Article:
Fuel economy remains a buyer concern in this class, but none of these bruisers can be confused with an economy car. The Nissan gains one mile-per gallon on the EPA highway cycle, 12/18-mpg projected, which moves the Armada past its Toyota-badged rivals. The Chevy eclipses both of the Asian SUVs with a more modern 16/22-mpg rating. Over the course of four fill-ups — the Nissan’s fuel tank needs to be larger, as 300-mile intervals signal the need to refueled — the Armada averaged 16.7 mpg.

That said, no economy car can carry six to eight passengers in reasonable opulence, pull an 8,000-pound boat/tractor/camper trailer, or go off-road like the Armada, so the miles per passenger/per job quotient factors into ownership.

Underway, the Nissan was a model citizen, delivering great feel from the helm, impressive merging and passing power, plus a controlled ride that surprised all who participated in the Armada’s travel. Press the pace, and the ride and handling only improve — a sign of advanced chassis engineering that has not always been a trademark of three-ton wagons. A tiny low-speed turning radius completes a driving package that matches the best offerings in this class.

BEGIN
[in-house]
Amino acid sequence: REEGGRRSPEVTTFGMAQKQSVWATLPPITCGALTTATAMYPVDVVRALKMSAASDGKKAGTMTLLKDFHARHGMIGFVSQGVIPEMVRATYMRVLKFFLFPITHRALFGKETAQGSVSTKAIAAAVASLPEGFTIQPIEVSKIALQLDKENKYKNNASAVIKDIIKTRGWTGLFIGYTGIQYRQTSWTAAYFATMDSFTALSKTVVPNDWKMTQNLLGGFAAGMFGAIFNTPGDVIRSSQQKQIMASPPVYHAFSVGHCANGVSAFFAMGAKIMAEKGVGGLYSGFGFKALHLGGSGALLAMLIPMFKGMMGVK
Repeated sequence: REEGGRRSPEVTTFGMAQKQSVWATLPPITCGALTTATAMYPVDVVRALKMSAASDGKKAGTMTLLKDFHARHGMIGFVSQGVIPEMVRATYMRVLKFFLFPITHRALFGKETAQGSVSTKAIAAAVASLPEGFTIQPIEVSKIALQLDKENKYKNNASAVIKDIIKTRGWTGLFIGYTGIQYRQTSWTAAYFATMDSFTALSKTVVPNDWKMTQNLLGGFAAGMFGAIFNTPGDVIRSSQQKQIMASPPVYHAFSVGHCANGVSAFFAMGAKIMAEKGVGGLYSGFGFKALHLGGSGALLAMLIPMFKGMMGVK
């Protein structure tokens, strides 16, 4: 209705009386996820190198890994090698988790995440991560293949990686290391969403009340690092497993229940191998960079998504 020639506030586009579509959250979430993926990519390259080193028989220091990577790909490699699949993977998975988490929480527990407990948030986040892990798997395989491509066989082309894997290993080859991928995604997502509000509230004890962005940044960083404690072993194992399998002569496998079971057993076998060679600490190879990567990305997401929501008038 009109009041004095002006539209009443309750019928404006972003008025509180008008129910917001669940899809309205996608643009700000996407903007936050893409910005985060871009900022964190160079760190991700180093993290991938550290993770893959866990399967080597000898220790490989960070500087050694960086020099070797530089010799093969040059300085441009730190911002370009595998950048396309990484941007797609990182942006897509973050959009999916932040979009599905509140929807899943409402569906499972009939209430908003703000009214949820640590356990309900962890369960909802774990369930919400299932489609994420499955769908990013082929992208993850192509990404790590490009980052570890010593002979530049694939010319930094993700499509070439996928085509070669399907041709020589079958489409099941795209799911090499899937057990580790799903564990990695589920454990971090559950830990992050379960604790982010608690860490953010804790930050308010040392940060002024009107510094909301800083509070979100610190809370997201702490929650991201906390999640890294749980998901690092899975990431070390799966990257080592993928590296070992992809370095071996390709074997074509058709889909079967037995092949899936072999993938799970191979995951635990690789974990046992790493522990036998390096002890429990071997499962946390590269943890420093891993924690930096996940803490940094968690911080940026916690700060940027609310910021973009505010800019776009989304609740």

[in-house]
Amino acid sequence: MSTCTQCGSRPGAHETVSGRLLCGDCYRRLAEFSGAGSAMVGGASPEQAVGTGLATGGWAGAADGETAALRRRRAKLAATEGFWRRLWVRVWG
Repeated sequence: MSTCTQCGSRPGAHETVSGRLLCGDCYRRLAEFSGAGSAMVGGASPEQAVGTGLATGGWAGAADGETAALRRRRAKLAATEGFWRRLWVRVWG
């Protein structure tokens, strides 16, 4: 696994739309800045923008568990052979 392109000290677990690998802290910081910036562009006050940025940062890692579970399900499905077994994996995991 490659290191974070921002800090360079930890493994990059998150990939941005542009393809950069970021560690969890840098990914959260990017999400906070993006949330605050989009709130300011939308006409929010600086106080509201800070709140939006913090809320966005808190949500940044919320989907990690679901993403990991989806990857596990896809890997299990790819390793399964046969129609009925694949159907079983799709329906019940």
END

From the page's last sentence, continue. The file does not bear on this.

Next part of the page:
Visually, it is very easy to see the Infiniti’s design cues in the new Armada. The bold LED driving lights, the sculpted rear panels and the large wheel openings for the 20-inch wheels are all decidedly QX80 statements. Modestly thin running boards help access, and don’t overwhelm the visual stance, while body-colored bumpers and strategic chrome accents make a look-at-me statement.

Inside, the contrasts start to appear. Visually, the cabin is a winner. The center dash has a clean, simple array of controls and buttons plus a large color screen for navigation and entertainment. Buyers will find operation intuitive and sensical — right from the first day. Leather-clad surfaces abound, with stitching accents and wood trim. Dual rear video screens (wireless headphones and remotes) on our Platinum trim tester ($60,490, or $47,800 in base SV 4X4), sunroof, power-folding third row seats, power liftgate, plus heated and cooled front seats all fulfill the desire to achieve maximum efficiency and luxury in a mainstream wagon.

In actual use, the nuisances are revealed. Nissan places some switches low to the left of the steering wheel, forcing the driver to bend around the wheel and focus on a dark panel under the curve of the dash. These really need to move. And Nissan’s won’t unlock any doors when you stop and put the transmission into park; you have to manually unlock doors to exit, or allow people to enter, or, turn the push-button ignition off. Conversely, once up and running, I never heard the seat belt chime after making a stop and an exit/re-entry. You do hear the offending lane-departure warning beeping; some other automakers have decided to employ vibrating seats or vibrating steering wheels to mark this transgression.